1. The man or the woman in whom resides greater virtue is the higher; neither the loftiness nor the lowliness of a person lies in the body according to the sex but in the perfection of conduct and virtues.
Reason speaks these words in Part One, section 9.3. They help to capture the essence of Christine’s project. While one of her intentions of writing The Book of the City of Ladies is to defend and restore the honor and reputation of women, her ultimate goal is not to assert the superiority of women but to argue for equality and the fair and equal treatment of all people, regardless of gender. Christine asserts that a person’s sex is not a fair measure of his or her character. Rather, an individual’s moral development and personal conduct are worthy of esteem. In making this statement, Reason points out the reductive thinking employed by many people of the time, who make facile distinctions and focus on the inconsequential surface qualities that define an individual’s appearance. Later in her work, Christine argues that beauty is no reflection or indicator of a woman’s inner beauty. In challenging the prevailing notions of the day, she is asking readers to look beneath the surface and to think about the world in new and more responsible ways. She is also calling people to serve as moral beacons and models of upstanding conduct.
2. [A]nd there is nothing which so instructs a reasonable creature as the exercise and experience of many different things.
This statement comes from Reason and is found in Part One, section 27.1. One of Christine’s intentions in writing her treatise is to provide a sound and defensible argument for why women should be given the same educational opportunities as men. She argues that if men feel women are intellectually and morally inferior, despite the fact that such a generalization is untrue, one possible explanation would be their lack of exposure to things beyond the domestic realm and the lack of opportunity to develop their minds and critical-thinking skills. She believes that men withhold education from women for fear it will be revealed that their intelligence rivals if not trumps men’s. Christine believes that it is every individual’s right to be exposed to as many ideas and influences as possible and that such a course strengthens and expands character, experience, and rational insight.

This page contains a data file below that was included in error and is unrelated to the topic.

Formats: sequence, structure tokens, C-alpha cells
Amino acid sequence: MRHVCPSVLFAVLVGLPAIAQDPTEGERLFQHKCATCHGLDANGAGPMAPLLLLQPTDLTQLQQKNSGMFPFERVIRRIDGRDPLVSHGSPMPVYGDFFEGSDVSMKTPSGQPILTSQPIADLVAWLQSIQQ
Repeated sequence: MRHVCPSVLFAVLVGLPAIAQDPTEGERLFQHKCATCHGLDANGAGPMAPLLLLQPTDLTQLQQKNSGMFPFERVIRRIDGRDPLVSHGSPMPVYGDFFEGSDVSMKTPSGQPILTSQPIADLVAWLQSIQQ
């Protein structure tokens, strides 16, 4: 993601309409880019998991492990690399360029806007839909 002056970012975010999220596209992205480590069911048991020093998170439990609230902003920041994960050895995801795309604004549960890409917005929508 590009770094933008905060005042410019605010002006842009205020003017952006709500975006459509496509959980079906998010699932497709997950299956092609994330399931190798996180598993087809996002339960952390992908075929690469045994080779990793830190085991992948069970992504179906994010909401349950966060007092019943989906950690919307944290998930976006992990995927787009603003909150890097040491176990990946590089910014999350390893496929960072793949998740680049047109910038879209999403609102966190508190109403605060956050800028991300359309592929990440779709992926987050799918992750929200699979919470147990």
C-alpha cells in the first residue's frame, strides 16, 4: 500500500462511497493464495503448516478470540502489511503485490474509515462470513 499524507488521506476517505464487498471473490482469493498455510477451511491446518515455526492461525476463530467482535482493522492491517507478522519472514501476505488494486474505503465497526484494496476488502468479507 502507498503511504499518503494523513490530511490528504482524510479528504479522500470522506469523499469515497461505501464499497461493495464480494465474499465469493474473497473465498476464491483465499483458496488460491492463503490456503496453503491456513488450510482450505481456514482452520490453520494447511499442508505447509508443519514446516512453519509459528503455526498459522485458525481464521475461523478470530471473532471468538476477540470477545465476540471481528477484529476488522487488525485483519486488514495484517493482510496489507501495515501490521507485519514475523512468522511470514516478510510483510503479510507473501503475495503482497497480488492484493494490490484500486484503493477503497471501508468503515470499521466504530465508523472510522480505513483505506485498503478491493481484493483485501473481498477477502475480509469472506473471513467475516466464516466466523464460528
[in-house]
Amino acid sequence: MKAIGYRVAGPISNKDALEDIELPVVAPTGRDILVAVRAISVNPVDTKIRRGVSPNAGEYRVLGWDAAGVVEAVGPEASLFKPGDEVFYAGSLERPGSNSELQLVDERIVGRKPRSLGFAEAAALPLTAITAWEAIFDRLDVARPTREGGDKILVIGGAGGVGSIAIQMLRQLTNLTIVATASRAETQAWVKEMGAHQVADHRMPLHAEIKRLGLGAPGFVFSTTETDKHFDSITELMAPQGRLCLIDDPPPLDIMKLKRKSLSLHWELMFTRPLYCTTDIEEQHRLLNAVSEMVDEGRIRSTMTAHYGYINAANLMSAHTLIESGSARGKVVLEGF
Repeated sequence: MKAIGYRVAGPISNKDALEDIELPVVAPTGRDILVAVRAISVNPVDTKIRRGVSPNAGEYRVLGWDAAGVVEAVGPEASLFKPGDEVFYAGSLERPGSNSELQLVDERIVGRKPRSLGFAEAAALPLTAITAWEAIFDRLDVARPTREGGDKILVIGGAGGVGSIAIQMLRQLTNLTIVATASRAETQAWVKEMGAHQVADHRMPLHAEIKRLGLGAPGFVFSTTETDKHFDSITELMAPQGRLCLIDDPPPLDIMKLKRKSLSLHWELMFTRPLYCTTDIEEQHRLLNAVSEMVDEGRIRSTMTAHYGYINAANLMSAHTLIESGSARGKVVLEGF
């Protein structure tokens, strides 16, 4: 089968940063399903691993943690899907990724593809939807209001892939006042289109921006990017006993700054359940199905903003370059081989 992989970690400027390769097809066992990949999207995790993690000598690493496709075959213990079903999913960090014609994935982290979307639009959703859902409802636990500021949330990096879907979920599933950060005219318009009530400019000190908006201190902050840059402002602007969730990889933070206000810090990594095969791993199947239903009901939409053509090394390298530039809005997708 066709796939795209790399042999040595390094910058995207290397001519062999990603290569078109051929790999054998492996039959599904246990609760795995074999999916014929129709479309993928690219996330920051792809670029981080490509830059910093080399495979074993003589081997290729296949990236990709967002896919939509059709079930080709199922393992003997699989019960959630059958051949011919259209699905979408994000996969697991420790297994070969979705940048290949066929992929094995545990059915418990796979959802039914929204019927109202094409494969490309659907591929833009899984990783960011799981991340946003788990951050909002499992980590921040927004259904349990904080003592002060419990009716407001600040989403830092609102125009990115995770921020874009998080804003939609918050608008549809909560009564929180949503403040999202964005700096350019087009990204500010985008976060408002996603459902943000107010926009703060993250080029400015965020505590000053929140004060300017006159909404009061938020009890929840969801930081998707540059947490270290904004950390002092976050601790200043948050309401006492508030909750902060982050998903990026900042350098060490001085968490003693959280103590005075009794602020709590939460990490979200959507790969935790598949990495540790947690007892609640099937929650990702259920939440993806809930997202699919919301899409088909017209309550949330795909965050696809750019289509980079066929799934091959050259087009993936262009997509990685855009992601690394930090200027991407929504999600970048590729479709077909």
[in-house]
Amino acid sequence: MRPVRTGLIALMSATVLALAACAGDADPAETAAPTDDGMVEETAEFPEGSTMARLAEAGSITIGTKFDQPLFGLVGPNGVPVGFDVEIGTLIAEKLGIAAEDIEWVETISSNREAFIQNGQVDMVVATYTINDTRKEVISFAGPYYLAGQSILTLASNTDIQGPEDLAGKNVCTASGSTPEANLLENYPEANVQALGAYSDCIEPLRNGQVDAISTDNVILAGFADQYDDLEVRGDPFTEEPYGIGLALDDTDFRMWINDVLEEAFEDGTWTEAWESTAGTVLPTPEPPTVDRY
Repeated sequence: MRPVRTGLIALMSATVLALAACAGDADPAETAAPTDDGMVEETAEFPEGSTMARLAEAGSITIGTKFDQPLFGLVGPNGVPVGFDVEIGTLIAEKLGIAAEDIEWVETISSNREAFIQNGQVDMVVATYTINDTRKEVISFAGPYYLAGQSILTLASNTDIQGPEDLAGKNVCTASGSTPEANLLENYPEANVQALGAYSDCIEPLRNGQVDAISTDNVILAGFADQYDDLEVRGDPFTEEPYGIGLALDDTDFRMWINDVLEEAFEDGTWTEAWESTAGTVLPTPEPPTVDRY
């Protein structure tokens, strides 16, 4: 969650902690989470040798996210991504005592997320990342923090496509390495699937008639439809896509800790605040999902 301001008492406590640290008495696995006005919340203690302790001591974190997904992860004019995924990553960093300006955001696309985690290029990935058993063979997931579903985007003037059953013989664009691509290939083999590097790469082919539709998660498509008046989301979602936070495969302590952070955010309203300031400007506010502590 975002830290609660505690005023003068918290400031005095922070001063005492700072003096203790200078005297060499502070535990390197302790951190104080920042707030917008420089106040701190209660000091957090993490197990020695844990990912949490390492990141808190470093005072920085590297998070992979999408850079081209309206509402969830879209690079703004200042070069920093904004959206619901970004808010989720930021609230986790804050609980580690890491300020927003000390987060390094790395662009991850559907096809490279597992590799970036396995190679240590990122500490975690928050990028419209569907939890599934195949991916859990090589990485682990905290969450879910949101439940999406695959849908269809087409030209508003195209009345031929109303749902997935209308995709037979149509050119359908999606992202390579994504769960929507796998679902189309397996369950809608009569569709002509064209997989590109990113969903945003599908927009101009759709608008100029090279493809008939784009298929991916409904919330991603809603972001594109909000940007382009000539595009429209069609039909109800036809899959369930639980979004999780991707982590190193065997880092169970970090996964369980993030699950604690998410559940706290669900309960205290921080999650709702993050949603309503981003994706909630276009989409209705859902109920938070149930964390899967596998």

3. Rest assured, dear friend, chaste ladies who live honestly take absolutely no pleasure in being raped. Indeed, rape is the greatest possible sorrow for them.
This passage comes from Rectitude’s oration in Part Two, section 44.1. In her work, de Pizan attempts to tackle stereotypes concerning women and to demystify commonly held and erroneous assumptions. In de Pizan’s day, wives were viewed as property. This belief extended to a woman’s body, and many men believed they had the right to use their wives’ bodies in any way they saw fit. As in all eras, rape was a shocking and violent reality for many women, who lacked access to any system that could support rape victims or advocate on their behalf. De Pizan’s work takes a bold step in directly addressing this controversial topic. It was often assumed that sexual violence was something women just had to endure, and that men were born with aggressive, insatiable sexual appetites. Such attitudes were allowed to endure as long as men held the positions of power and silenced the voices of women. Some rapists justified their actions by avowing that women wanted to be raped, enjoyed it, or, in some way, “asked for it.” Christine was just one of many women who spoke out against the horrors of rape and identified it as a serious crime.